Terrorist group has Republican voice in Congress...

Reply Wed 16 Feb, 2005 07:58 pm
Doing my usual trawl through news items to find something juicy when I noticed a name that rang some bells.

Republican Congresswoman Ileana Ros-Lehtinen says Iran's support for Hezbollah reflects Tehran's determination to oppose U.S. interests:

"Hezbollah has helped Iranian interests through continued terrorist attacks against the United States and our allies in the region," she said.


Apart from being a mouthful to say there is something else about Ileana. She is the 'spokesperson' for a certified terrorist group, the Mujahadeen-e Khalq (MEK). How do I know this? Because I bother to read and take time to research. In my reading/research I have come across the State Dept's list of Foreign Terrorist Organizations (FTOs), they are all designated 'black hats' and a patriotic US citizen should NEVER:

It is unlawful to provide funds or other material support to a designated FTO.
Representatives and certain members of a designated FTO can be denied visas or excluded from the United States.
US financial institutions must block funds of designated FTOs and their agents and must report the blockage to the US Department of the Treasury.
  • Topic Stats
  • Top Replies
  • Link to this Topic
Type: Discussion • Score: 1 • Views: 619 • Replies: 7
No top replies

Mr Stillwater
Reply Wed 16 Feb, 2005 08:00 pm
Mujahedin-e Khalq Organization (MEK or MKO)
a.k.a. The National Liberation Army of Iran (NLA, the militant wing of the MEK), the People's Mujahidin of Iran (PMOI), National Council of Resistance (NCR), Muslim Iranian Student's Society (front organization used to garner financial support)

Formed in the 1960s by the college-educated children of Iranian merchants, the MEK sought to counter what it perceived as excessive Western influence in the Shah's regime. Following a philosophy that mixes Marxism and Islam, has developed into the largest and most active armed Iranian dissident group. Its history is studded with anti-Western activity, and, most recently, attacks on the interests of the clerical regime in Iran and abroad.

Worldwide campaign against the Iranian Government stresses propaganda and occasionally uses terrorist violence. During the 1970s the MEK staged terrorist attacks inside Iran and killed several US military personnel and civilians working on defense projects in Tehran. Supported the takeover in 1979 of the US Embassy in Tehran. In April 1992 conducted attacks on Iranian embassies in 13 different countries, demonstrating the group's ability to mount large-scale operations overseas. The normal pace of anti-Iranian operations increased during the "Operation Great Bahman" in February 2000, when the group claimed it launched a dozen attacks against Iran. During the remainder of the year, the MEK regularly claimed that its members were involved in mortar attacks and hit-and-run raids on Iranian military, law enforcement units, and government buildings near the Iran-Iraq border. The MEK also claimed six mortar attacks on civilian government and military buildings in Tehran.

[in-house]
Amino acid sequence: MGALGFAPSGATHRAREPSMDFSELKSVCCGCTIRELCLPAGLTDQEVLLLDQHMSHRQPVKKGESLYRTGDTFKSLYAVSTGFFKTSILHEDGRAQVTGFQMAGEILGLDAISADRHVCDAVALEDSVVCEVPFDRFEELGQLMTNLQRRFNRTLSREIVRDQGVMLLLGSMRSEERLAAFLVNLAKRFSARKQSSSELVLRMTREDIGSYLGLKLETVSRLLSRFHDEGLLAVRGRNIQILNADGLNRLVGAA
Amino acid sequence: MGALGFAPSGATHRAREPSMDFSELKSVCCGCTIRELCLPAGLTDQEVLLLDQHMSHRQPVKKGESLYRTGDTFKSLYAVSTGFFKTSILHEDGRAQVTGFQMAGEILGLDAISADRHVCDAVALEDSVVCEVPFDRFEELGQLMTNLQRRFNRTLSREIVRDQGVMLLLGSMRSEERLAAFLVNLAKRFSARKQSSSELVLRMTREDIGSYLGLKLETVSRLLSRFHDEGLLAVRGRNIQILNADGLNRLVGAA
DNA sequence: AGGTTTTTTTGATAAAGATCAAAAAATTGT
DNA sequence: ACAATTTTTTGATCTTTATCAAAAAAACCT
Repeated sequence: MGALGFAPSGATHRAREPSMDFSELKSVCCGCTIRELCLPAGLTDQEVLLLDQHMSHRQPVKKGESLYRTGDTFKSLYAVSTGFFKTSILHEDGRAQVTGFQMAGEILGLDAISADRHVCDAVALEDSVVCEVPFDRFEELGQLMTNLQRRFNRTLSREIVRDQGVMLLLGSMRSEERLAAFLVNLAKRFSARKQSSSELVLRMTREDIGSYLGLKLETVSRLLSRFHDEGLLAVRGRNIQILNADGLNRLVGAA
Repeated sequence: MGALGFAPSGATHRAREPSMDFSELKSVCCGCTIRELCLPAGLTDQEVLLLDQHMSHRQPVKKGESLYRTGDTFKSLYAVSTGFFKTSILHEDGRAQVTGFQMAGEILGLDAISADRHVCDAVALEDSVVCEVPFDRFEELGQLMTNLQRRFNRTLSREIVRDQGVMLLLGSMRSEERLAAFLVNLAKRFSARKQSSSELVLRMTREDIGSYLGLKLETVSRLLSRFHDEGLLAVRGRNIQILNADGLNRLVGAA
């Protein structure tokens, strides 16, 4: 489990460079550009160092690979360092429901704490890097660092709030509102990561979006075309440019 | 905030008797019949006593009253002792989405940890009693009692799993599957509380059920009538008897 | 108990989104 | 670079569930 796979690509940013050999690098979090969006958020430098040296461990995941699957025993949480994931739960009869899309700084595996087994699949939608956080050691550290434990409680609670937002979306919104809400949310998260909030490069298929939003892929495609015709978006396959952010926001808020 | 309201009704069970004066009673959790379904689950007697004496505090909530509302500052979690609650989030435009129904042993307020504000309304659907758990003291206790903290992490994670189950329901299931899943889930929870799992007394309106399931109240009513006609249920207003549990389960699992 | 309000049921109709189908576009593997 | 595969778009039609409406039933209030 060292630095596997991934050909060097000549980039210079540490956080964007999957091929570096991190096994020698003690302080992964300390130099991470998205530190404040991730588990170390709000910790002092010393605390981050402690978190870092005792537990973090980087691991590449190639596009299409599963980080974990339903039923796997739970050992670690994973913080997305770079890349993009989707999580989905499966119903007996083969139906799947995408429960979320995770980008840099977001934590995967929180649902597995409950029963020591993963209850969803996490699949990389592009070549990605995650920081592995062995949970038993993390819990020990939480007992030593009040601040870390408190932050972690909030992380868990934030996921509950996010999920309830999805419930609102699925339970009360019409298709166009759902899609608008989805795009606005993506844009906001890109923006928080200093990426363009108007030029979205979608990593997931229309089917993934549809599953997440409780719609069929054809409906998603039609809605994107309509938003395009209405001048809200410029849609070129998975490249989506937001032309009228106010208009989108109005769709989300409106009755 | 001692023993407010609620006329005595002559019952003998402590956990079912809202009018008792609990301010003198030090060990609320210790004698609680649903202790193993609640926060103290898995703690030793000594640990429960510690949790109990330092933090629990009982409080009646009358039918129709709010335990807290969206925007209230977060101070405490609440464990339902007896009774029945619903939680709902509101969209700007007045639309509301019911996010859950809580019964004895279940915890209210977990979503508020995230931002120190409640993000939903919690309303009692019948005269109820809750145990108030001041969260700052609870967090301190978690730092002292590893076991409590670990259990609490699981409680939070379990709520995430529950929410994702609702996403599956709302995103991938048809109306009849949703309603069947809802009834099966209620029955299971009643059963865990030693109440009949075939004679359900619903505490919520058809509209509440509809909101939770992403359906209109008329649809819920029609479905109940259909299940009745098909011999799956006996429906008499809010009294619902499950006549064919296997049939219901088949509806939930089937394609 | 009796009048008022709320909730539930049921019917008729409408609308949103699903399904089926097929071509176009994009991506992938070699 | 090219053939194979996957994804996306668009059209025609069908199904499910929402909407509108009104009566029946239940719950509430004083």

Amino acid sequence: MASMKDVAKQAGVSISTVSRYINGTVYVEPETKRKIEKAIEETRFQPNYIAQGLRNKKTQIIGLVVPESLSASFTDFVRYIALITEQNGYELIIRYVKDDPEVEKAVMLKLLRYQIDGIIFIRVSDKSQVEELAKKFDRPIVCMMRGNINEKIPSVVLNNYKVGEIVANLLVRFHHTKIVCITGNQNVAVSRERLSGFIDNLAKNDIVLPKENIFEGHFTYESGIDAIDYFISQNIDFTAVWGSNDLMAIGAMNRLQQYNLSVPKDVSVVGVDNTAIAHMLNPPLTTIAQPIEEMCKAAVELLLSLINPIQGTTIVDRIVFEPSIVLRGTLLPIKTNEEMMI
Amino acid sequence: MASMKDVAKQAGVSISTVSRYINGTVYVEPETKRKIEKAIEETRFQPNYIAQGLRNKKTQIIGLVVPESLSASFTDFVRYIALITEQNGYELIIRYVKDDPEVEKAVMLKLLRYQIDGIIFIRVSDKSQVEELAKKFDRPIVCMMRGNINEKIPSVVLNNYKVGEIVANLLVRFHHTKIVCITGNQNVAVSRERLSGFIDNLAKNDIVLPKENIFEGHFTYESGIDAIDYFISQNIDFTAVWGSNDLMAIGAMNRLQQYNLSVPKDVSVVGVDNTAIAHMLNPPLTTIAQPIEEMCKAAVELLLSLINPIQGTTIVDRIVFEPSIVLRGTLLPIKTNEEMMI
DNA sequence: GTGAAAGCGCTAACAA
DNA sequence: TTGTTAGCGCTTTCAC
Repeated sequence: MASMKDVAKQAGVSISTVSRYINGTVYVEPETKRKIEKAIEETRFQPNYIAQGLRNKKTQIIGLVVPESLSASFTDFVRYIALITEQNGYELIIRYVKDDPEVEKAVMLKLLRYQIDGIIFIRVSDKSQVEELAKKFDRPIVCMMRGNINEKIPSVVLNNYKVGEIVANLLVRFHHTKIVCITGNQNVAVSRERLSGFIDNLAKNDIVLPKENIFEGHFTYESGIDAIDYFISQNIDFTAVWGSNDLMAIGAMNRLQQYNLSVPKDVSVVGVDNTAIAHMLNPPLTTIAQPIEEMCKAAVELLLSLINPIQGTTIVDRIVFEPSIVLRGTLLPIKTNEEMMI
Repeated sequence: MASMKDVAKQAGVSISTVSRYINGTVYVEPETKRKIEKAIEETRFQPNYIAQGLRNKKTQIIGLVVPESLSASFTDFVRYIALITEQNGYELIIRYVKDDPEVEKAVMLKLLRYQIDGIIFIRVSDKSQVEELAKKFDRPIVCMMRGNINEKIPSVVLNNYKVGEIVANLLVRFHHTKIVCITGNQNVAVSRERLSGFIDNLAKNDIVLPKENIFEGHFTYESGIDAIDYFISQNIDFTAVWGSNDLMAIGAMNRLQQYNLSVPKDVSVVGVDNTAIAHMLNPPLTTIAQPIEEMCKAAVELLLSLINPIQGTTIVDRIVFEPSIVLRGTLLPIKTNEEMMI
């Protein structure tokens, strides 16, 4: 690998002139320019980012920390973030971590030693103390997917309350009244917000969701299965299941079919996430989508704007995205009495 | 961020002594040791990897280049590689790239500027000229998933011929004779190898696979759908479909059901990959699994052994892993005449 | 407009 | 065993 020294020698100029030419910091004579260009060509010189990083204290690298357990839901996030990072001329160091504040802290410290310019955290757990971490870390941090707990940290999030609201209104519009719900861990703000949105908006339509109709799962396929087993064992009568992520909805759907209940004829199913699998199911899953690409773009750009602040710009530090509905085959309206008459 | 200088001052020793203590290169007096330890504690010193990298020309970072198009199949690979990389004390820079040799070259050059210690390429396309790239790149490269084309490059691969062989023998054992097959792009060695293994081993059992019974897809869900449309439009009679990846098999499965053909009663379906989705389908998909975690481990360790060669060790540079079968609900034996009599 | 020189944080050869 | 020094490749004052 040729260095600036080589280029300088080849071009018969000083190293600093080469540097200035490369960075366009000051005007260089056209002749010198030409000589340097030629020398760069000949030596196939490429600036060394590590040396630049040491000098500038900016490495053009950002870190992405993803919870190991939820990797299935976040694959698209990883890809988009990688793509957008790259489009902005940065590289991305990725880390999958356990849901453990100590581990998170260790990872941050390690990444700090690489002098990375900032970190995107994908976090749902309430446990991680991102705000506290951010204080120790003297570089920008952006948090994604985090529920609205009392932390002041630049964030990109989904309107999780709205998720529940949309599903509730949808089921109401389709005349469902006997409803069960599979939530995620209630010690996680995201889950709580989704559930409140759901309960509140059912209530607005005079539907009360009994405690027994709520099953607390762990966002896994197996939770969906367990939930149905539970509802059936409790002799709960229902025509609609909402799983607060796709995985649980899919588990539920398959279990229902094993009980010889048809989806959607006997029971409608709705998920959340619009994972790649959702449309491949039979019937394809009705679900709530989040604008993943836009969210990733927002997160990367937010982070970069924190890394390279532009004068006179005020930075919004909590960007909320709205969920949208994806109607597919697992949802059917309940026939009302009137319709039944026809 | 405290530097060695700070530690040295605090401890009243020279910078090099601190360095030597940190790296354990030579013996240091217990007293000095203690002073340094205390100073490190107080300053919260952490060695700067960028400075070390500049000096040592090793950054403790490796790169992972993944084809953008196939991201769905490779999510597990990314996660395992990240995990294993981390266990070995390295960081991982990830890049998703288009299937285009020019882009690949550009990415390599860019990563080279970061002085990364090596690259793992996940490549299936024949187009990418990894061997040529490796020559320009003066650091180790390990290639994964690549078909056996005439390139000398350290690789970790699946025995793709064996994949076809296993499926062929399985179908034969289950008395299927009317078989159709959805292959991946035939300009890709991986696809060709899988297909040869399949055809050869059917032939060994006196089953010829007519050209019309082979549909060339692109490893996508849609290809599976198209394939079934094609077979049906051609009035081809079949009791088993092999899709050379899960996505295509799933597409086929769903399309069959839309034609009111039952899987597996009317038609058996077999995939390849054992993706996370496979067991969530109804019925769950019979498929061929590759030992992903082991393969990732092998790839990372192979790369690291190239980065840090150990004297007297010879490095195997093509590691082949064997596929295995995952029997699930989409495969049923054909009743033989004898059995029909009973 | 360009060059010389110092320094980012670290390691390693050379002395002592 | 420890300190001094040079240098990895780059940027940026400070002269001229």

Several thousand fighters based in Iraq with an extensive overseas support structure. Most of the fighters are organized in the MEK's National Liberation Army (NLA).

Location/Area of Operation
In the 1980s the MEK's leaders were forced by Iranian security forces to flee to France. Most resettled in Iraq by 1987. In the mid-1980s the group did not mount terrorist operations in Iran at a level similar to its activities in the 1970s. In the 1990s, however, the MEK claimed credit for an increasing number of operations in Iran.

External Aid
Beyond support from Iraq, the MEK uses front organizations to solicit contributions from expatriate Iranian communities.

State Dept list of FTOs
0 Replies
Reply Wed 16 Feb, 2005 08:05 pm
You saw them mentioned here (several pages ago).


I think there's more to this than meets the eye.
0 Replies
Mr Stillwater
Reply Wed 16 Feb, 2005 08:08 pm
A senior lawmaker on the House International Relations committee has defended her ongoing support for a group the State Department says is a terrorist organization fighting against coalition troops in Iraq.

"This group loves the United States. They're assisting us in the war on terrorism; they're pro-U.S.," said Rep. Ileana Ros-Lehtinen (R-Fla.) in an interview with The Hill.
The group killed several Americans during the 1970s. It also participated in the 1979-1981 U.S. Embassy seizure in Tehran. In 1997, the MEK and its various appendages were designated a "foreign terrorist organization."

Last week, State Department spokesman Greg Sullivan told The Hill the MEK is considered "a combatant" and U.S. officials believe its soldiers "are undertaking some of the action in the south [of Iraq] where enemy combatants have disguised themselves as civilians.
Ros-Lehtinen dismissed the group's anti-American actions as "past history." She said, "It has no bearing on what is going on right now in the field."